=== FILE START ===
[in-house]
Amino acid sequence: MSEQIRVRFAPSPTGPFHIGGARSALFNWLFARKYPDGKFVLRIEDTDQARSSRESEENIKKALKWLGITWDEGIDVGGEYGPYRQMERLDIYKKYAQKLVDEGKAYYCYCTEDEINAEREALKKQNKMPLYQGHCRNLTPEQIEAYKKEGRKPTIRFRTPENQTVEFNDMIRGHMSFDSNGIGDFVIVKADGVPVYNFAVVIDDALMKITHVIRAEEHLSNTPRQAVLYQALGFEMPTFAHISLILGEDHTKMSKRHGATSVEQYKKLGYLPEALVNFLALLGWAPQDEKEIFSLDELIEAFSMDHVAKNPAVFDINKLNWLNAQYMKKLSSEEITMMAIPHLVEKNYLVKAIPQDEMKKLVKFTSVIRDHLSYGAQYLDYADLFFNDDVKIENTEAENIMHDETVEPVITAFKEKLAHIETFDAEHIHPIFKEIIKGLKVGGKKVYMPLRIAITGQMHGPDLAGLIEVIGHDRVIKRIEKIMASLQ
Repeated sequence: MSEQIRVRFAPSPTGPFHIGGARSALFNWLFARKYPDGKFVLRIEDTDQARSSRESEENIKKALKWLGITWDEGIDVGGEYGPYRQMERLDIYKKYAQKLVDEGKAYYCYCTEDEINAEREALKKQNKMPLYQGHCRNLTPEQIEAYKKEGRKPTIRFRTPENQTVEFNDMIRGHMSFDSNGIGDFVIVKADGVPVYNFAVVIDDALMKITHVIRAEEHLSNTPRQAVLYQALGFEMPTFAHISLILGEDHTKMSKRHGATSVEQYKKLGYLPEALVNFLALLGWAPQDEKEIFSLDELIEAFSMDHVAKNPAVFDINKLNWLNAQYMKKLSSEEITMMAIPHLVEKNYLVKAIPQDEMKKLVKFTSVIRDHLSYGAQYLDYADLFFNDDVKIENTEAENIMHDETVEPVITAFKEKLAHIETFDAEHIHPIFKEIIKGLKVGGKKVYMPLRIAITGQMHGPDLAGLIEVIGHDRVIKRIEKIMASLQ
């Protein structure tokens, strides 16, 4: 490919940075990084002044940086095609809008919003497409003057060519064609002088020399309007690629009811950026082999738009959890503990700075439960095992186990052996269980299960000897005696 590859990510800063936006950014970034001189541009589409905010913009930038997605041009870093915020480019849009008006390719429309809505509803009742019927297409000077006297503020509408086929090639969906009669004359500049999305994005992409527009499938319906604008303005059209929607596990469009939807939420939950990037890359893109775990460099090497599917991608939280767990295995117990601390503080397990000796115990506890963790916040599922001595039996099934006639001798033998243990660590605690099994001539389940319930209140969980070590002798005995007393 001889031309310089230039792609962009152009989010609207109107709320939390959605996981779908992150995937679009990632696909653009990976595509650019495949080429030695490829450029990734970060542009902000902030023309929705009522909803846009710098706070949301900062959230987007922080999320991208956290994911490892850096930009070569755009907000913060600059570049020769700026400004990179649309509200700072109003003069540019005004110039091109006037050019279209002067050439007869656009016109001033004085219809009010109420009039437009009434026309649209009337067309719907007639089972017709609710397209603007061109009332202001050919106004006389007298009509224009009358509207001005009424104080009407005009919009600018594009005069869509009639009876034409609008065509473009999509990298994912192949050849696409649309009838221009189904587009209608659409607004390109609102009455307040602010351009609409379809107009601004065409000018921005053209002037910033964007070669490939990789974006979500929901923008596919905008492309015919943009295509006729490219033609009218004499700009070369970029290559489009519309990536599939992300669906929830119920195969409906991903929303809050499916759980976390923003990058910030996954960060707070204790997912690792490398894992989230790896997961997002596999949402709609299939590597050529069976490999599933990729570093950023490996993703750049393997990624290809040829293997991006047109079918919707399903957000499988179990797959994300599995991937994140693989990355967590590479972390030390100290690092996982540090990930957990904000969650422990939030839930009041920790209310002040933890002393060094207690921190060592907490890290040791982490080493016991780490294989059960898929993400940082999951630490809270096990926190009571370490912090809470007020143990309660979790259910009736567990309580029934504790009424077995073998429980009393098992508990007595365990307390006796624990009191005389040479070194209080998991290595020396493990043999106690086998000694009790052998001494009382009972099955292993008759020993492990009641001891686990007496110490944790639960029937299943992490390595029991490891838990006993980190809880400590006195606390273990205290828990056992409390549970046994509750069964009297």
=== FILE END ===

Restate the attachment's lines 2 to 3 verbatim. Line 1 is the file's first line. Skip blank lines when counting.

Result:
Amino acid sequence: MSEQIRVRFAPSPTGPFHIGGARSALFNWLFARKYPDGKFVLRIEDTDQARSSRESEENIKKALKWLGITWDEGIDVGGEYGPYRQMERLDIYKKYAQKLVDEGKAYYCYCTEDEINAEREALKKQNKMPLYQGHCRNLTPEQIEAYKKEGRKPTIRFRTPENQTVEFNDMIRGHMSFDSNGIGDFVIVKADGVPVYNFAVVIDDALMKITHVIRAEEHLSNTPRQAVLYQALGFEMPTFAHISLILGEDHTKMSKRHGATSVEQYKKLGYLPEALVNFLALLGWAPQDEKEIFSLDELIEAFSMDHVAKNPAVFDINKLNWLNAQYMKKLSSEEITMMAIPHLVEKNYLVKAIPQDEMKKLVKFTSVIRDHLSYGAQYLDYADLFFNDDVKIENTEAENIMHDETVEPVITAFKEKLAHIETFDAEHIHPIFKEIIKGLKVGGKKVYMPLRIAITGQMHGPDLAGLIEVIGHDRVIKRIEKIMASLQ
Repeated sequence: MSEQIRVRFAPSPTGPFHIGGARSALFNWLFARKYPDGKFVLRIEDTDQARSSRESEENIKKALKWLGITWDEGIDVGGEYGPYRQMERLDIYKKYAQKLVDEGKAYYCYCTEDEINAEREALKKQNKMPLYQGHCRNLTPEQIEAYKKEGRKPTIRFRTPENQTVEFNDMIRGHMSFDSNGIGDFVIVKADGVPVYNFAVVIDDALMKITHVIRAEEHLSNTPRQAVLYQALGFEMPTFAHISLILGEDHTKMSKRHGATSVEQYKKLGYLPEALVNFLALLGWAPQDEKEIFSLDELIEAFSMDHVAKNPAVFDINKLNWLNAQYMKKLSSEEITMMAIPHLVEKNYLVKAIPQDEMKKLVKFTSVIRDHLSYGAQYLDYADLFFNDDVKIENTEAENIMHDETVEPVITAFKEKLAHIETFDAEHIHPIFKEIIKGLKVGGKKVYMPLRIAITGQMHGPDLAGLIEVIGHDRVIKRIEKIMASLQ